Judge denies motion for new Quintonio LeGrier, Robert Rialmo trial

SHARE Judge denies motion for new Quintonio LeGrier, Robert Rialmo trial
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Chicago police officer Robert Rialmo, left, arrives for court at the Daley Center on May 29, 2018. File photo| Max Herman/For the Sun-Times; Quintonio LeGrier, right. Family photo.

A Cook County judge denied a request for a new trial from the estate of Quintonio LeGrier Monday morning.

The decision from Judge Rena Marie Van Tine came three months after a Cook County jury found that Chicago Police Officer Robert Rialmo was, effectively, justified when he fatally shot the 19-year-old LeGrier on Dec. 26, 2015.

After an eight-day trial last June, Van Tine ruled that a “special interrogatory” posed to the jury overruled the jury’s decision to award the LeGrier estate $1.05 million in damages.

After closing arguments were made, the six men and six women on the jury were asked: “When Robert Rialmo used deadly force against Quintonio LeGrier, did Robert Rialmo reasonably believe that such force was necessary to prevent imminent death or great bodily harm to himself or [his partner] Anthony LaPalermo?”

All 12 answered “Yes” and Van Tine ruled that “the special interrogatory governs.”

The LeGrier estate argued that the special interrogatory wasn’t submitted in proper form. Van Tine, though, ruled that everything was submitted in accordance with the law.

“The special interrogatory was in its proper form and it properly controlled the verdict,” Van Tine said at the conclusion of Monday’s hour-long hearing.

Basileios “Bill” Foutris, an attorney for the LeGrier estate, said an appeal to Van Tine’s ruling would be forthcoming.

“We think that the jury’s resolution was clear,” Foutris said after the hearing. “We believe that the jury clearly found that this was an unlawful shooting and the reason why this family is being put through this is that the city offered a trick question.”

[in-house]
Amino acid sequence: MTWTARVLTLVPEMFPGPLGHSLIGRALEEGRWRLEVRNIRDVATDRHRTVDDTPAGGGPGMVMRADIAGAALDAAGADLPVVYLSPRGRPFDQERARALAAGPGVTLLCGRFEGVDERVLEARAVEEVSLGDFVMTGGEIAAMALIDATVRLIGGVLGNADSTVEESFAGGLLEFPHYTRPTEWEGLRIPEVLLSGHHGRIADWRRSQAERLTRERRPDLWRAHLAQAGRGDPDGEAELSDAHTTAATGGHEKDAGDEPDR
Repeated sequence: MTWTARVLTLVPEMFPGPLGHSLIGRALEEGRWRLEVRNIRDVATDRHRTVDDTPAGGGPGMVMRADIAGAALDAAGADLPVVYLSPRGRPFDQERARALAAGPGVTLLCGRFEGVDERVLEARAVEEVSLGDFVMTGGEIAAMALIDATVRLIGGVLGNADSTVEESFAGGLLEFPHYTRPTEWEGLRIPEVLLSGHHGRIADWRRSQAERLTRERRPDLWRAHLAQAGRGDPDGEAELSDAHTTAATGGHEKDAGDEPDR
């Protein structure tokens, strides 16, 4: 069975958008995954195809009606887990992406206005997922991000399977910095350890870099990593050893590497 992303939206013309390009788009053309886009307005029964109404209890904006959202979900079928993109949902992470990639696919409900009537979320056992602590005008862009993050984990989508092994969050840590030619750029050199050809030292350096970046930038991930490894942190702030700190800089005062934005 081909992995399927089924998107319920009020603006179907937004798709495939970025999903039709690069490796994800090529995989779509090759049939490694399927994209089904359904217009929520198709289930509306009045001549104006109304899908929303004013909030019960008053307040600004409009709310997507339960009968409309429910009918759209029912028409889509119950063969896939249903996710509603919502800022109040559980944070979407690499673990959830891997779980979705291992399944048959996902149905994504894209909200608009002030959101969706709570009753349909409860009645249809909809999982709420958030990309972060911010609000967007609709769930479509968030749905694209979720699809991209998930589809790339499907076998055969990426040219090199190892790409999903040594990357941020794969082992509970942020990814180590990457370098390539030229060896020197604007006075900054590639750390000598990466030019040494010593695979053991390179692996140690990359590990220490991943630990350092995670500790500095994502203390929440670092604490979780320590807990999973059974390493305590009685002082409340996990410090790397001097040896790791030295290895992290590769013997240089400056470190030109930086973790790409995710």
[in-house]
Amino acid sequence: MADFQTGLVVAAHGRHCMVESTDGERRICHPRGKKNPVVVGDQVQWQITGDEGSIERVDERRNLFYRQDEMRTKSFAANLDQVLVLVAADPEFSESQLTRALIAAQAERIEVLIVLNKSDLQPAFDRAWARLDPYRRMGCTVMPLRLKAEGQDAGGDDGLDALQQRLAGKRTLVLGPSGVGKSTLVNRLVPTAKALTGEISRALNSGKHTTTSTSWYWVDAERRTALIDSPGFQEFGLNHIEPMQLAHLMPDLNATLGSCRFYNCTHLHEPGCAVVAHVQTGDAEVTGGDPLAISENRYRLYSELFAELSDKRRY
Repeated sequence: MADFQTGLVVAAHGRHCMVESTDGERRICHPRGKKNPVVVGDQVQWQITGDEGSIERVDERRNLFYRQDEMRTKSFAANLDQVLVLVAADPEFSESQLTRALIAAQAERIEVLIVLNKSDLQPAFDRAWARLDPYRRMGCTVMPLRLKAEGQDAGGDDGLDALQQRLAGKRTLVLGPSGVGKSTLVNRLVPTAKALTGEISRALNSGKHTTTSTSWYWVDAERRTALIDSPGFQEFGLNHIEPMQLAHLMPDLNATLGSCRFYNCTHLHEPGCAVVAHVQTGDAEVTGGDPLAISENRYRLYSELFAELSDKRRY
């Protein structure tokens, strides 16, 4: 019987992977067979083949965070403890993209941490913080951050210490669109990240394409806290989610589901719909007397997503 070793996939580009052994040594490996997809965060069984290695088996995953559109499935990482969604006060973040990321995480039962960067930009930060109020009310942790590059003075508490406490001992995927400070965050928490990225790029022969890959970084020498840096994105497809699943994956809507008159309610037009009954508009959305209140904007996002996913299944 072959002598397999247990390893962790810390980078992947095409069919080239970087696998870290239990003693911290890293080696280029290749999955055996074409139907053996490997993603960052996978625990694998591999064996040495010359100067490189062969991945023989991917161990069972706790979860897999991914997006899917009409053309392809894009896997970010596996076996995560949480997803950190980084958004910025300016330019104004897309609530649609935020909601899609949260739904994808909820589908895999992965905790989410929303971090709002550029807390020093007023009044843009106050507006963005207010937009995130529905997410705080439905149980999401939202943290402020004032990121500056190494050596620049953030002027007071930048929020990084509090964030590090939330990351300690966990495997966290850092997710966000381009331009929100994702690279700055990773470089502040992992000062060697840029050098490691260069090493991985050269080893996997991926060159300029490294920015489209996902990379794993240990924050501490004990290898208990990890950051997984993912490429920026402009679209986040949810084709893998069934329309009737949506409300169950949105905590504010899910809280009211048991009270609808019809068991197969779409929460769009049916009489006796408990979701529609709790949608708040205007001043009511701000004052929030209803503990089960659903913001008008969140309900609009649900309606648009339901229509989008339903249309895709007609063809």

In post-trial motions, Foutris argued that the special interrogatory did not necessarily override the verdict. It was possible, Foutris said, that the jurors could have found Rialmo to be justified in shooting LeGrier once while also believing the subsequent six or seven gunshots were not justified.

Brian Gainer, an attorney for the city, said the effort to separate each shot — six or seven, which were all fired in less than two seconds — was “disingenuous.”

“That’s not consistent with how this case went in,” Gainer said. “It’s not consistent with how this case was argued.”

Van Tine agreed, saying that “the shooting was all one event.”

Rialmo and his partner, Anthony LaPalermo, responded to 4710 W. Erie about 4:25 a.m. on Dec. 26, 2015 after LeGrier and his father made calls to police. The elder LeGrier had barricaded himself in his room with a 2 x 4 a few hours earlier, and he was awoken when his son tried to force his way inside.

Rialmo and LaPalermo were met at the door by Bettie Jones, the elder LeGrier’s downstairs neighbor. Rialmo said that, as the officers were on the small front porch to the property, the younger LeGrier came down the stairs and around the door with an aluminum baseball bat raised above his head. Rialmo said that he backpedaled off the porch and opened fire, killing both LeGrier and Jones, 55.

The Jones estate also filed suit against the city, but settled for $16 million shortly before going to trial.

In their initial motion for a new trial, the LeGrier estate also argued that Rialmo violated a court order to not discuss his testimony when he was interviewed by Sun-Times columnist Michael Sneed.

Joel Brodsky, Rialmo’s attorney, contended that Rialmo did not violate the judge’s order to not discuss his testimony outside the courtroom, and Van Tine agreed, though she noted “it was in bad form” for Rialmo to speak to the media during the trial.

“I surmise that Rialmo was probably trying to get the press to write something favorable about him,” Van Tine said.

The legal headaches for Rialmo, a 29-year-old former Marine, did not end with the trial, though Rialmo never faced criminal charges in connection with the shooting. The Civilian Office of Police Accountability ruled that he was not justified in the shooting and, while CPD Supt. Eddie Johnson disagreed, the Chicago Police Board is still weighing discipline against him.

The rulings from COPA and Johnson were both barred from trial, as was any mention of LeGrier’s mental health history before the night of the shooting.

About two years after the shooting, Rialmo was involved in a fight at a bar on the Northwest Side and charged with battery. He was found not guilty earlier this summer, though COPA is still investigating the incident.

Earlier this summer, he was captured on video in another scuffle. The CPD’s Internal Affairs Division has opened an investigation.

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The shooting happened about 6 p.m. in the 3300 block of West Flournoy Street.